Sure my baby died, but look at the benefits to me

One of the most reprehensible aspects of homebirth is the mother’s willingness to risk her baby’s life for a chance to star in her own little piece of performance art. Everyone else, medical personnel, her partner, even the baby are nothing more than bit players at “her” birth. Some women are such narcissists (like Gina Crossly-Corcoran, The Feminist Breeder) that they stage a literal performance by tweeting or live-blogging the birth.

If the baby actually dies, though, that tends to take the mother’s focus off herself, her feelings and her performance. Not always, apparently.

Alicia Crockett’s son Joseph died in the aftermath of a homebirth. Writing on, Alicia explains:

One month ago I gave birth at home to a beautiful 9lb 9oz baby boy named Joseph Phoenix, but he decided that he did not need to stay long in this world and he died the next day…

He decided? Not exactly.

According to a memorial on Flicker:

Joseph Phoenix Crockett was born at 10:05 AM on February 13, 2011. He was not breathing when he was born because his arm had pinched off his umbilical cord as he descended. The hospital re-started his heart but he was already gone, as later tests showed no brain activity…

He did not “decide” to die. He died because of profound hypoxia during labor that went unnoticed and untreated.

Writing on a goofy new age spirituality website Alicia offers this stunning rationalization:

… Five weeks ago, I gave birth to a baby boy, full term who died the next day. There was no sign that anything was wrong during pregnancy or labor…

Here is what I found in my experience:

My son Joseph Phoenix came with a purpose and it was a big and selfless one. He didn’t need to stay long because his sheer existence in my body for nine months and his apperance into our lives fulfilled his purpose and he left…

JP also challenged all my notions about not believing in myself, or being scared to do something in life. For what is the worst thing that could happen to someone? Some would say losing a child, but I survived even that and here I am stronger and more loving than ever. So what is to stop me now? Only myself. I owe him my life in some respects, for my stillborn baby saved me…

So let’s get this straight. Her baby died an entirely preventable death, but that’s okay because he fulfilled his purpose? And what was his “purpose”? Apparently to facilitate HER spiritual growth. That is nothing short of grotesque.

Hundreds of years ago, a great philosopher named Immanuel Kant, made a revolutionary pronouncement, “Always treat people as ends in themselves, never as means to an end.” Kant insisted that each individual has intrinsic moral worth that must never be sacrificed regardless of how many others might benefit from his death or even a violation of his rights.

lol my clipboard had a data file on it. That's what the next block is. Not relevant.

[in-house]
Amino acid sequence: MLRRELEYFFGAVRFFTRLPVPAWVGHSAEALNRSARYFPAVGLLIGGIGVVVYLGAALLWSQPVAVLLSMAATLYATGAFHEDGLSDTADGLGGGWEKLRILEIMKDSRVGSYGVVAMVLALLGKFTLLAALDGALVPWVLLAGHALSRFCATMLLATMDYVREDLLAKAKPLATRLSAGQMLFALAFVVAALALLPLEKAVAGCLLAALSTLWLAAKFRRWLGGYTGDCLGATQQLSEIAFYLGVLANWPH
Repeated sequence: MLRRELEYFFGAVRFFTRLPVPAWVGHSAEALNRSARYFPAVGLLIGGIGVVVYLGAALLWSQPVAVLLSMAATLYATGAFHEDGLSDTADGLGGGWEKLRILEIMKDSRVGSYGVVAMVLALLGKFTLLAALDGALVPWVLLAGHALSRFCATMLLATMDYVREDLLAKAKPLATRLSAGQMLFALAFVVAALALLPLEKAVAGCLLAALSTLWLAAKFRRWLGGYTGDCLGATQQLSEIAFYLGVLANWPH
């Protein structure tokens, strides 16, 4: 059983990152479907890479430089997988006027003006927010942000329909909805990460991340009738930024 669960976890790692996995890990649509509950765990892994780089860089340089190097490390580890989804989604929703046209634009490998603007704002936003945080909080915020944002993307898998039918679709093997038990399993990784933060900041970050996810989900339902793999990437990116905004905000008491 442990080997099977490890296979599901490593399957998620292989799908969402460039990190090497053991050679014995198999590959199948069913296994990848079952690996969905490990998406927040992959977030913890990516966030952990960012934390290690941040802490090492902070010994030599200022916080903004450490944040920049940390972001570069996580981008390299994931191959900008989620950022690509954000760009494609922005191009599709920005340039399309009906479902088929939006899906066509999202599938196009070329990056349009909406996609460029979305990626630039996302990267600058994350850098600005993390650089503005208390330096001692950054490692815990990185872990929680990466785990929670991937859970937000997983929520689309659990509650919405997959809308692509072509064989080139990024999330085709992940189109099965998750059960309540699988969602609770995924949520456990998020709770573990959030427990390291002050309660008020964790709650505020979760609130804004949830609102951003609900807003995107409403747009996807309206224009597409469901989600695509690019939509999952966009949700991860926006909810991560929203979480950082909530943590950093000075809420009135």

Alicia Crockett chose putting her birth “experience” ahead of her baby’s health. Instead of taking responsibility for her choice that destroyed her baby’s brain and then killed him, she has absolved herself of culpability by declaring that her baby’s entire existence had no other purpose than to facilitate her personal growth. In other words, her own baby was nothing more than a means to accomplishing one of her ends.

Alicia Crockett made a selfish and immature decision and now that disaster has occurred, she has offered a grotesquely selfish and immature rationalization for the decision that killed her baby.

Homebirth advocates like to characterize homebirth as a “loving” choice. Reading the stories of people like Janet Fraser, Rixa Freeze and now Alicia Crockett, it seems clear that homebirth is often a “self-loving” choice, and the baby is just a bit player in the mother’s grandiose dreams of her own fulfillment.

5 Responses to “Sure my baby died, but look at the benefits to me”

  1. Dee
    March 8, 2014 at 1:35 am #

    I had my son at a hospital with constant fetal monitoring and he still passed away from complications due to lack of oxygen, meconium aspiration, and a brutal forcep deliverg four days after he was born. I thought I made the right decision to go to a hospital with a reputable doctor and be somewhere that could handle any problems and prevent things like this from happening and they didn’t. In fact they delayed treatment and did not perform an emergency c section when they should have so it doesn’t matter where you have your baby because doctors treat you like just another number anyway.

    • Stacy21629
      March 8, 2014 at 1:52 am #

      Dee, I am terribly sorry about your son’s death. I cannot imagine the grief.

      You may be right – an earlier C-section could have saved your son’s life. Unfortunately, the NCB belief that C-sections are to be avoided if at all possible (the dreaded “unneccaesarian”) has bled into the hospital system as well and doctors and CNMs may be practicing under the false notion that a vaginal birth is always more desirable. This can lead them to delay very necessary and life-saving treatment.

      Ultimately we have to look, not just at the individual numbers – such as your experience and the tragic death of your son – but the overall numbers. Yes, babies die in the hospital, but far more babies, proportionally, die at home birth with unqualified attendants. It is not a matter of absolute numbers (1 vs 10) but relative numbers (1% vs 10%) that matters.

      My deepest and heartfelt sympathies on the loss of your son.


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